Ghana was one of the most powerful state and trading empires in medieval Africa, and grew in the West African interior about 1500 years ago. The geographical region of Ghana is not identical to the modern state of Ghana, which is a completely different area, further east. The kingdom of Ghana was in the border area of today’s Mali, Mauritania and Senegal.
The timing of the kingdom’s founding is uncertain, but some sources claim that the origin of the Ghanaian kingdom dates back to the 300s. By the end of the 700s, the Kingdom of Ghana had developed into a powerful trading empire.
The kingdom of Ghana was probably founded by the Soninke people, who established trade contacts with the Berbers of northern Sahara. The country was called Wagadu by its rulers, while the name Ghana came into use because the king’s title was ghana (war chief). Another title the king bore was kaya maghan, the lord of gold, because he controlled the export of the precious metal.
Around 800, the kingdom of Ghana was established, and the king ruled the outer parts of state formation with the help of petty kings and chieftains. They implemented the laws of the land and demanded taxes for the king. The highlight of the Ghana Kingdom was not until the 1000s, when the capital was Kumbu Saleh. By the time it was destroyed in 1240, it had an estimated over 15,000 inhabitants.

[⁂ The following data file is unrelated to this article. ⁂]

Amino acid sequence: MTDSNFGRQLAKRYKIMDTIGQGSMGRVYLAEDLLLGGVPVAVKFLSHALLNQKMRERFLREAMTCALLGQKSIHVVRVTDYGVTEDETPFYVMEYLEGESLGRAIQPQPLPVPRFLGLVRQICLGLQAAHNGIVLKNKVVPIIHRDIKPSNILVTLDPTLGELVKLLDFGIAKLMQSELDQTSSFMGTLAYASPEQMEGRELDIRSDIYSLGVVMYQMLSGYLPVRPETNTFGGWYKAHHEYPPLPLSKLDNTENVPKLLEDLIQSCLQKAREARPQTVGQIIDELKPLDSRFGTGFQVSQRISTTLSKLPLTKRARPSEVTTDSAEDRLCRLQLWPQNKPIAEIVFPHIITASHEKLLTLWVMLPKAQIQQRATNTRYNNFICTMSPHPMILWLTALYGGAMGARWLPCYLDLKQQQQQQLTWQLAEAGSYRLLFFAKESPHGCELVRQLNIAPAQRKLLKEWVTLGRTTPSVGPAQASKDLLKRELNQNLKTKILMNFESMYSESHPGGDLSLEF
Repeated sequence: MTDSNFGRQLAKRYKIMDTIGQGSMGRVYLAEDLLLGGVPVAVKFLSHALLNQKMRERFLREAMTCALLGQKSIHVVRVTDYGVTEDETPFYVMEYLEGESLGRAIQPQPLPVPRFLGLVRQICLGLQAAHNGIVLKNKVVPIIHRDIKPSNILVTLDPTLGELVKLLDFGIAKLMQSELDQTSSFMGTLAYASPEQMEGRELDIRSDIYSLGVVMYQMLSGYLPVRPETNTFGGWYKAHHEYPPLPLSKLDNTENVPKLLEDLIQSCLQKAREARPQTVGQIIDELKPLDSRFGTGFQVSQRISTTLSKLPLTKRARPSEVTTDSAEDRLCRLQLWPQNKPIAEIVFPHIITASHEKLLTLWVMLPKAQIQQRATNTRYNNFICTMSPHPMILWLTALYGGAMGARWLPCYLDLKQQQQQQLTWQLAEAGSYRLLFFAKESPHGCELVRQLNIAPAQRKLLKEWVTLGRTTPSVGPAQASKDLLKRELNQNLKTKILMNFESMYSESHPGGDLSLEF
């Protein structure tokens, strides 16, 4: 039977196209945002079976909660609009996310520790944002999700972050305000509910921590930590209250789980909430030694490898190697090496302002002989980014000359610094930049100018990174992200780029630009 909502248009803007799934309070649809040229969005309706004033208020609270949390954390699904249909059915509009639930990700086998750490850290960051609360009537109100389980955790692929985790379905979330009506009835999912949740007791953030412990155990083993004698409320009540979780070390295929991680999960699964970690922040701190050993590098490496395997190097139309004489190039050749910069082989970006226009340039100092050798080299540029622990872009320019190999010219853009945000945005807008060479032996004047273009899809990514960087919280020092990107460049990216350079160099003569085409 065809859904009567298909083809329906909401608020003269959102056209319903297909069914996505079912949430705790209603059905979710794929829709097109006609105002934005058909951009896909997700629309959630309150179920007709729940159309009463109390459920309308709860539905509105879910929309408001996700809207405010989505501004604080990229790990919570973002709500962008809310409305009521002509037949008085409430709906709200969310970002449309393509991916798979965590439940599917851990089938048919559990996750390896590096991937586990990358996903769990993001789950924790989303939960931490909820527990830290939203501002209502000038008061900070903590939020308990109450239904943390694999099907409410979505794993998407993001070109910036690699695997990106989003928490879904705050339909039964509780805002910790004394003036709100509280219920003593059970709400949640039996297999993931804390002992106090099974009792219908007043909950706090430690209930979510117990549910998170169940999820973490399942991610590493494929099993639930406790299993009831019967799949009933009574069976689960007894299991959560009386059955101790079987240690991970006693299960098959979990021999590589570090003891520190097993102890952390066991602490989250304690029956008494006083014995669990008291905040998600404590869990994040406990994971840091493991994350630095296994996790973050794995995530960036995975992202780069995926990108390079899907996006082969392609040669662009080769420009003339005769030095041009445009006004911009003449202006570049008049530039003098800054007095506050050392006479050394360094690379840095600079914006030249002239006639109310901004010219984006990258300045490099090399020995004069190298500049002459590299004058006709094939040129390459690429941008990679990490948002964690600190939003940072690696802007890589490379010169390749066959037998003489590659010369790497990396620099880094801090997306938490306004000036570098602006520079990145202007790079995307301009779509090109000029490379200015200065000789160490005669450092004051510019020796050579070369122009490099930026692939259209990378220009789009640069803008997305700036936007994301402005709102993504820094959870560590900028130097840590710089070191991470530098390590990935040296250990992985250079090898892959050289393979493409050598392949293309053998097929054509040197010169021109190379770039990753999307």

The rise and success of the Ghanaian kingdom was due to two things: superior military technique and power, and a dominant trading position. Ghana had better weapons, including iron-spear javelins, and a better organized army than neighboring states, which was laid under the kingdom. In trade, Ghana acted as an intermediary, where the most important trade item was gold. The Ghanaian kingdom itself recovered some gold, but earned more from customs duties imposed on the transit trade. Gold and slaves were exported north through the Sahara to Morocco and Europe by barbarian traders who established themselves in Ghana, and these brought other goods southward, which Ghana exported.
The kingdom of Ghana disintegrated around 1087. By then it had been invaded by the Almoravids, a Muslim Berber people originating in Mauritania, who subjugated land from Spain in the north to Ghana in the south. Ghana was invaded by Berber forces led by Abu Bakr around 1050, and in 1054 the Ghanaian city of Audoghast was conquered. After many battles, the kingdom’s capital was taken in 1076, and although resistance continued and Abu Bakr was killed in battle in 1087, the kingdom of Ghana had already disintegrated. Some of the kings who had ruled parts of Ghana created their own kingdoms, and soon another mighty medieval kingdom emerged in the area: Mali.